My parents weren’t coffee drinkers, so percolators weren’t part of my childhood. And I don’t remember ever staying up late enough to experience a TV station sign-off until I lived in Spain as a college student (and thought of it as a quaint feature of Spanish TV).

But I remember flashbulbs and cash registers (I even operated one at K-Mart, not as old as the one on the linked page, but even when I worked there it was a very old model). I certainly remember film projectors (watching a movie in school was a really special treat), but they weren’t as noisy as that one.

I had completely forgotten gas station driveway bells. But just the thought of them also reminds me of those old vending machines with knobs you pulled instead buttons to push.

Other websites have more examples. Do you remember calling to get the time? (Or the weather?) Dial-up internet isn’t from nearly as long ago, but in “internet time” it’s ancient.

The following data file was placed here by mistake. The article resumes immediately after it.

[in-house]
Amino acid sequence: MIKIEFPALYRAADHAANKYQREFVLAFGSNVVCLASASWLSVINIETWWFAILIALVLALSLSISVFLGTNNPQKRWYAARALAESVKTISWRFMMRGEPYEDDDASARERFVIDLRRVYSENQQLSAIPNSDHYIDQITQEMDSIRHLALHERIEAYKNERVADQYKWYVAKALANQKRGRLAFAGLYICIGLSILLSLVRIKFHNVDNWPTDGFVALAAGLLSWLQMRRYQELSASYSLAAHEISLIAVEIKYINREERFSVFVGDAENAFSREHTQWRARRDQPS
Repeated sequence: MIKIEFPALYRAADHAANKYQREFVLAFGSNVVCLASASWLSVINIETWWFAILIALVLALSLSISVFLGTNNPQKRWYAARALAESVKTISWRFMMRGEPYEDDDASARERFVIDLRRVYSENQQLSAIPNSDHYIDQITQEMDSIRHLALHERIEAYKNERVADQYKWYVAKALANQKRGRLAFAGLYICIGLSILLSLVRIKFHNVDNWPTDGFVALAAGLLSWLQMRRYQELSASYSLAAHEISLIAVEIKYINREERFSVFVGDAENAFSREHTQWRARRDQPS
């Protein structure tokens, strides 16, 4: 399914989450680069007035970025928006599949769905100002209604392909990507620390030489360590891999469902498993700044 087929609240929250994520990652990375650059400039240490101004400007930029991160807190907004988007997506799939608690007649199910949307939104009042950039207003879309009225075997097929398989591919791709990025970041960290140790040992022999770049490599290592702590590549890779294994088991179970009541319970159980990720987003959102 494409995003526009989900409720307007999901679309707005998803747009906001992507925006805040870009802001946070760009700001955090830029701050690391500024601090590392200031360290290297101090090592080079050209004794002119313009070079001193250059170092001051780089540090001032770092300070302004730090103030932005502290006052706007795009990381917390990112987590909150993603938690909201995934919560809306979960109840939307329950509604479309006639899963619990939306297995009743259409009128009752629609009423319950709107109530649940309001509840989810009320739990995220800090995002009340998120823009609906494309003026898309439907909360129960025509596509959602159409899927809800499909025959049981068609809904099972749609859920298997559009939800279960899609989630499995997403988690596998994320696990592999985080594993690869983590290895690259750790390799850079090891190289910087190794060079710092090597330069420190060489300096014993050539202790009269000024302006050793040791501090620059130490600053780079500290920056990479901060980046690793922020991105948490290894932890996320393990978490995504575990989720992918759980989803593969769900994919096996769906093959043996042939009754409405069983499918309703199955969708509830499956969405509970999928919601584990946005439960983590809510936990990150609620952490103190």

Another website includes slide projectors. (A few months ago, my son told me he had to do a slideshow for school. My first thought was “They still have slide projectors?” before I realized he meant PowerPoint.)

Dot matrix printers, though … they’re actually still around. As recently as last August I used one regularly, and for all I know it’s still there at the company I no longer work for. It will be a while before those go the way of 8-track tapes and floppy disks.


Books: Present Shock

June 29, 2013

This is yet another book I decided to read based on an email sent by my supervisor at the college. I read the linked article, about Douglas Rushkoff’s new book Present Shock: When Everything Happens Now, and found the topic intriguing.

Rushkoff is sounding an alarm about what he calls presentism – an obsessive focus on the present moment, unmoored from its context in the flow of time. He talks about society has lost the idea of narrative, and how people are slaves to the digital devices that demand their constant attention.

Perhaps it’s because I live in a relatively rural area in the Midwest, or because I am over fifty, but I don’t see the extremes he is talking about in my everyday life. I thought perhaps reading the book would help me get an idea of what is happening to people elsewhere, where these trends may have taken greater hold of people’s lives.